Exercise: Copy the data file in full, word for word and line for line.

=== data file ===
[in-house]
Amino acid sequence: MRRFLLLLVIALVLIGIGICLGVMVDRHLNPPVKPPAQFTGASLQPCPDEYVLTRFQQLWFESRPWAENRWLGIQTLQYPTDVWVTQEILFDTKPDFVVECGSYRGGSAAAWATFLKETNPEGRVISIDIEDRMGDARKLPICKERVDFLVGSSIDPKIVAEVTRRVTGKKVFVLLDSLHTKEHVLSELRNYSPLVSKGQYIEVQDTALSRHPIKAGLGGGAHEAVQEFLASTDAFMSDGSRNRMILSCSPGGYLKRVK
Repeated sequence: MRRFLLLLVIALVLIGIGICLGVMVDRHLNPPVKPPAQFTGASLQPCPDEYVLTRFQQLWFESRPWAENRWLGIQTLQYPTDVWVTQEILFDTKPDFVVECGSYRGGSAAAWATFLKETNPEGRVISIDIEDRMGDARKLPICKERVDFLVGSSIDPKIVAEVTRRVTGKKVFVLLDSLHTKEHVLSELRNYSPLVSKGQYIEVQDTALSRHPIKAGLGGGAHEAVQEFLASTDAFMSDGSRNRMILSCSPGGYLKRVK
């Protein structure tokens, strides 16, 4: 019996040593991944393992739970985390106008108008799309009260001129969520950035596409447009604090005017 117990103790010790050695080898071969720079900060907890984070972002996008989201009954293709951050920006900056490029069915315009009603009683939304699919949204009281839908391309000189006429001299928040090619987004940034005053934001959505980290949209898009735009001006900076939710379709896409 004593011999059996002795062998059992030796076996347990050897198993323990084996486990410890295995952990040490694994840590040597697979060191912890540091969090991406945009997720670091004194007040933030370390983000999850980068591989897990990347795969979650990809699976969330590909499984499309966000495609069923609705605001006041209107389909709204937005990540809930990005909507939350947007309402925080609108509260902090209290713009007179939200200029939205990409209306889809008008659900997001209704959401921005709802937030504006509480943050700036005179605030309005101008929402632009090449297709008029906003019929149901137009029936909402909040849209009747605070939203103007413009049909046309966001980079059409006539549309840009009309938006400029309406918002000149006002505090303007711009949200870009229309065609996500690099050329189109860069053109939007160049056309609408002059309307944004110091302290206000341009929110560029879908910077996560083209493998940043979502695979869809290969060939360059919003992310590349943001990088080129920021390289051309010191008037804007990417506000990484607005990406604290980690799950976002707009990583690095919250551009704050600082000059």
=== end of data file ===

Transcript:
[in-house]
Amino acid sequence: MRRFLLLLVIALVLIGIGICLGVMVDRHLNPPVKPPAQFTGASLQPCPDEYVLTRFQQLWFESRPWAENRWLGIQTLQYPTDVWVTQEILFDTKPDFVVECGSYRGGSAAAWATFLKETNPEGRVISIDIEDRMGDARKLPICKERVDFLVGSSIDPKIVAEVTRRVTGKKVFVLLDSLHTKEHVLSELRNYSPLVSKGQYIEVQDTALSRHPIKAGLGGGAHEAVQEFLASTDAFMSDGSRNRMILSCSPGGYLKRVK
Repeated sequence: MRRFLLLLVIALVLIGIGICLGVMVDRHLNPPVKPPAQFTGASLQPCPDEYVLTRFQQLWFESRPWAENRWLGIQTLQYPTDVWVTQEILFDTKPDFVVECGSYRGGSAAAWATFLKETNPEGRVISIDIEDRMGDARKLPICKERVDFLVGSSIDPKIVAEVTRRVTGKKVFVLLDSLHTKEHVLSELRNYSPLVSKGQYIEVQDTALSRHPIKAGLGGGAHEAVQEFLASTDAFMSDGSRNRMILSCSPGGYLKRVK
């Protein structure tokens, strides 16, 4: 019996040593991944393992739970985390106008108008799309009260001129969520950035596409447009604090005017 117990103790010790050695080898071969720079900060907890984070972002996008989201009954293709951050920006900056490029069915315009009603009683939304699919949204009281839908391309000189006429001299928040090619987004940034005053934001959505980290949209898009735009001006900076939710379709896409 004593011999059996002795062998059992030796076996347990050897198993323990084996486990410890295995952990040490694994840590040597697979060191912890540091969090991406945009997720670091004194007040933030370390983000999850980068591989897990990347795969979650990809699976969330590909499984499309966000495609069923609705605001006041209107389909709204937005990540809930990005909507939350947007309402925080609108509260902090209290713009007179939200200029939205990409209306889809008008659900997001209704959401921005709802937030504006509480943050700036005179605030309005101008929402632009090449297709008029906003019929149901137009029936909402909040849209009747605070939203103007413009049909046309966001980079059409006539549309840009009309938006400029309406918002000149006002505090303007711009949200870009229309065609996500690099050329189109860069053109939007160049056309609408002059309307944004110091302290206000341009929110560029879908910077996560083209493998940043979502695979869809290969060939360059919003992310590349943001990088080129920021390289051309010191008037804007990417506000990484607005990406604290980690799950976002707009990583690095919250551009704050600082000059």